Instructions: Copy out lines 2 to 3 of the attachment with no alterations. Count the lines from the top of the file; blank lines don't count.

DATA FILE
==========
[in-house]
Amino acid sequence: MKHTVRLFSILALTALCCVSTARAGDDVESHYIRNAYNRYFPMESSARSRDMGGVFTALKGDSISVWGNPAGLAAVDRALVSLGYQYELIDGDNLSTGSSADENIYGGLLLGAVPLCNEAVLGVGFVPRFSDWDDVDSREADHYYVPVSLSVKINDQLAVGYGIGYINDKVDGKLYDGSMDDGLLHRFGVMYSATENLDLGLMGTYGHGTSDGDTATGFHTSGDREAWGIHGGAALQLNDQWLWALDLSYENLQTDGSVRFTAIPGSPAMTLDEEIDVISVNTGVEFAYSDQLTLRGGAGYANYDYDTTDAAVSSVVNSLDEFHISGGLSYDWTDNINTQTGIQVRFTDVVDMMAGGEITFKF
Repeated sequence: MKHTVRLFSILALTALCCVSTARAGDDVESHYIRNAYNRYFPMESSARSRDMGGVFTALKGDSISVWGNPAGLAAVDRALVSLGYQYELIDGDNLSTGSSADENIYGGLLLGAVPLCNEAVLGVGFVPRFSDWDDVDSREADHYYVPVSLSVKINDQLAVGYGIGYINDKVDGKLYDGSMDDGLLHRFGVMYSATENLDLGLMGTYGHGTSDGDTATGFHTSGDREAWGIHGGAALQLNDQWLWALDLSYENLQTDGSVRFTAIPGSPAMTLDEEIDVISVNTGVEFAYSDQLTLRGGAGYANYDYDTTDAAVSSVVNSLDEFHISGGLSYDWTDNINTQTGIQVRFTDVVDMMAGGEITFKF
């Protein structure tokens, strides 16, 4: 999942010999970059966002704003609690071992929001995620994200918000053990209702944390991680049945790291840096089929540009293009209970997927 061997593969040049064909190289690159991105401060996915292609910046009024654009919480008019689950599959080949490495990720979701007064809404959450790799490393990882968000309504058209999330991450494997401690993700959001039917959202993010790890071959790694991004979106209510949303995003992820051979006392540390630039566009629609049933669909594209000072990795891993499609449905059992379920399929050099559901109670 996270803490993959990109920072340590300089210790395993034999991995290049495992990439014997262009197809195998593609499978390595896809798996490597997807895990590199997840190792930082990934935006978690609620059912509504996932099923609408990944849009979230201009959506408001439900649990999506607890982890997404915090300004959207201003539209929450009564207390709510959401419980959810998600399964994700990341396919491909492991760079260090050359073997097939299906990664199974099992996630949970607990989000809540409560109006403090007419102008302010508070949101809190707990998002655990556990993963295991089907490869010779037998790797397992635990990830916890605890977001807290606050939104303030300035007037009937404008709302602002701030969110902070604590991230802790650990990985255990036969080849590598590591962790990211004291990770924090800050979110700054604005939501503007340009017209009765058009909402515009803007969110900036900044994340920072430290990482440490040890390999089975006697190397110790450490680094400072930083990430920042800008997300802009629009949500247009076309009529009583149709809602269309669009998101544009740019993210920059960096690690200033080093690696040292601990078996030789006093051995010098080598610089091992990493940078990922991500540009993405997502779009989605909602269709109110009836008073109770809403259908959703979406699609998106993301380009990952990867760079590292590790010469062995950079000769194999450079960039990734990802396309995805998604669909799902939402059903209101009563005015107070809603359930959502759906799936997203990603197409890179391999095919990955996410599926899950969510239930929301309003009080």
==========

Amino acid sequence: MKHTVRLFSILALTALCCVSTARAGDDVESHYIRNAYNRYFPMESSARSRDMGGVFTALKGDSISVWGNPAGLAAVDRALVSLGYQYELIDGDNLSTGSSADENIYGGLLLGAVPLCNEAVLGVGFVPRFSDWDDVDSREADHYYVPVSLSVKINDQLAVGYGIGYINDKVDGKLYDGSMDDGLLHRFGVMYSATENLDLGLMGTYGHGTSDGDTATGFHTSGDREAWGIHGGAALQLNDQWLWALDLSYENLQTDGSVRFTAIPGSPAMTLDEEIDVISVNTGVEFAYSDQLTLRGGAGYANYDYDTTDAAVSSVVNSLDEFHISGGLSYDWTDNINTQTGIQVRFTDVVDMMAGGEITFKF
Repeated sequence: MKHTVRLFSILALTALCCVSTARAGDDVESHYIRNAYNRYFPMESSARSRDMGGVFTALKGDSISVWGNPAGLAAVDRALVSLGYQYELIDGDNLSTGSSADENIYGGLLLGAVPLCNEAVLGVGFVPRFSDWDDVDSREADHYYVPVSLSVKINDQLAVGYGIGYINDKVDGKLYDGSMDDGLLHRFGVMYSATENLDLGLMGTYGHGTSDGDTATGFHTSGDREAWGIHGGAALQLNDQWLWALDLSYENLQTDGSVRFTAIPGSPAMTLDEEIDVISVNTGVEFAYSDQLTLRGGAGYANYDYDTTDAAVSSVVNSLDEFHISGGLSYDWTDNINTQTGIQVRFTDVVDMMAGGEITFKF